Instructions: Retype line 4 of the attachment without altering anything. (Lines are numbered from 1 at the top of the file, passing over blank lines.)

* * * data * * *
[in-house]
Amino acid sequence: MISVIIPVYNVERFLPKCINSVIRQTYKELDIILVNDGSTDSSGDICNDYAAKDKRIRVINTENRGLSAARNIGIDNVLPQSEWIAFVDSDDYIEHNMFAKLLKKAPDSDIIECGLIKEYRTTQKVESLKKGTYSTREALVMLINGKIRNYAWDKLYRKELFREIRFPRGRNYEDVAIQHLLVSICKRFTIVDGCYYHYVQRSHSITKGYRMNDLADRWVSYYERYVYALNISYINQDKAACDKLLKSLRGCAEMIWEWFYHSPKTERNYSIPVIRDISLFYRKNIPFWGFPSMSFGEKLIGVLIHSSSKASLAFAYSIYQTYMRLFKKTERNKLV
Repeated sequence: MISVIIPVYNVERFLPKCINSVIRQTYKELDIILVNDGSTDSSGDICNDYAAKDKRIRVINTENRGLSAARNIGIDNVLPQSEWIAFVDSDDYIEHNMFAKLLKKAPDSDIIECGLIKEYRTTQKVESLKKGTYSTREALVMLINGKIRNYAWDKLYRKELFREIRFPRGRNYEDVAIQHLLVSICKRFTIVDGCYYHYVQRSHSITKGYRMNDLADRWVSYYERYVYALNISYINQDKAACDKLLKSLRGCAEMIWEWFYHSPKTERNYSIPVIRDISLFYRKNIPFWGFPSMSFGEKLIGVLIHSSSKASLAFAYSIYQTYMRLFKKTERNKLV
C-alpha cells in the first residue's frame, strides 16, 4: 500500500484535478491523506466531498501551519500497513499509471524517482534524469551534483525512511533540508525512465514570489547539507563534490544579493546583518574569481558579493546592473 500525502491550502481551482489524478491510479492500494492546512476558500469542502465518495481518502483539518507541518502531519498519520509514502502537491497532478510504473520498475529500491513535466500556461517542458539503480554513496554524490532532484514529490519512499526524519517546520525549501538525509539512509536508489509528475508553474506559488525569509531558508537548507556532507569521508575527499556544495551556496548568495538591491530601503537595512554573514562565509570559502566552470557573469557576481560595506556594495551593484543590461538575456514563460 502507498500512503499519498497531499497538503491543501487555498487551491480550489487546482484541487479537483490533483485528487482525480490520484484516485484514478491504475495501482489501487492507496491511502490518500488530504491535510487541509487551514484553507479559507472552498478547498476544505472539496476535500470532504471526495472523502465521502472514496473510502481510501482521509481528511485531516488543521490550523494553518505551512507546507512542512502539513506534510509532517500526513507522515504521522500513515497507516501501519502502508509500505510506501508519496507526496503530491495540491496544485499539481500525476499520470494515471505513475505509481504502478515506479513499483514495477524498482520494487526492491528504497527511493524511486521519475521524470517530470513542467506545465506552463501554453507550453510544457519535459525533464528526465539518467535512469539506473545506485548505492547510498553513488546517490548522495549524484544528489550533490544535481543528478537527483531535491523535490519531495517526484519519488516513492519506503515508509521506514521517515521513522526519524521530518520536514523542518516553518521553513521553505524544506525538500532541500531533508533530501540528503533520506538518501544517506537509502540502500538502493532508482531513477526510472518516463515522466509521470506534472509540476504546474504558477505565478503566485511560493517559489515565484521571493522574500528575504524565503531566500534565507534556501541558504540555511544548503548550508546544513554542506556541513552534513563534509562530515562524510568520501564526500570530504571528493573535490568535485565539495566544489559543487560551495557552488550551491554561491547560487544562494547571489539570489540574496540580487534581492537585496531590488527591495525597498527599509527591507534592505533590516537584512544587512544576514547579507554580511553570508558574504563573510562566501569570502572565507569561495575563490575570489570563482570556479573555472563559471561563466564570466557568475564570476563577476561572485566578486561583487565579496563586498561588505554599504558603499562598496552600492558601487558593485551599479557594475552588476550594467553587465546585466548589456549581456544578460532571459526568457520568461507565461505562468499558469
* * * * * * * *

C-alpha cells in the first residue's frame, strides 16, 4: 500500500484535478491523506466531498501551519500497513499509471524517482534524469551534483525512511533540508525512465514570489547539507563534490544579493546583518574569481558579493546592473 500525502491550502481551482489524478491510479492500494492546512476558500469542502465518495481518502483539518507541518502531519498519520509514502502537491497532478510504473520498475529500491513535466500556461517542458539503480554513496554524490532532484514529490519512499526524519517546520525549501538525509539512509536508489509528475508553474506559488525569509531558508537548507556532507569521508575527499556544495551556496548568495538591491530601503537595512554573514562565509570559502566552470557573469557576481560595506556594495551593484543590461538575456514563460 502507498500512503499519498497531499497538503491543501487555498487551491480550489487546482484541487479537483490533483485528487482525480490520484484516485484514478491504475495501482489501487492507496491511502490518500488530504491535510487541509487551514484553507479559507472552498478547498476544505472539496476535500470532504471526495472523502465521502472514496473510502481510501482521509481528511485531516488543521490550523494553518505551512507546507512542512502539513506534510509532517500526513507522515504521522500513515497507516501501519502502508509500505510506501508519496507526496503530491495540491496544485499539481500525476499520470494515471505513475505509481504502478515506479513499483514495477524498482520494487526492491528504497527511493524511486521519475521524470517530470513542467506545465506552463501554453507550453510544457519535459525533464528526465539518467535512469539506473545506485548505492547510498553513488546517490548522495549524484544528489550533490544535481543528478537527483531535491523535490519531495517526484519519488516513492519506503515508509521506514521517515521513522526519524521530518520536514523542518516553518521553513521553505524544506525538500532541500531533508533530501540528503533520506538518501544517506537509502540502500538502493532508482531513477526510472518516463515522466509521470506534472509540476504546474504558477505565478503566485511560493517559489515565484521571493522574500528575504524565503531566500534565507534556501541558504540555511544548503548550508546544513554542506556541513552534513563534509562530515562524510568520501564526500570530504571528493573535490568535485565539495566544489559543487560551495557552488550551491554561491547560487544562494547571489539570489540574496540580487534581492537585496531590488527591495525597498527599509527591507534592505533590516537584512544587512544576514547579507554580511553570508558574504563573510562566501569570502572565507569561495575563490575570489570563482570556479573555472563559471561563466564570466557568475564570476563577476561572485566578486561583487565579496563586498561588505554599504558603499562598496552600492558601487558593485551599479557594475552588476550594467553587465546585466548589456549581456544578460532571459526568457520568461507565461505562468499558469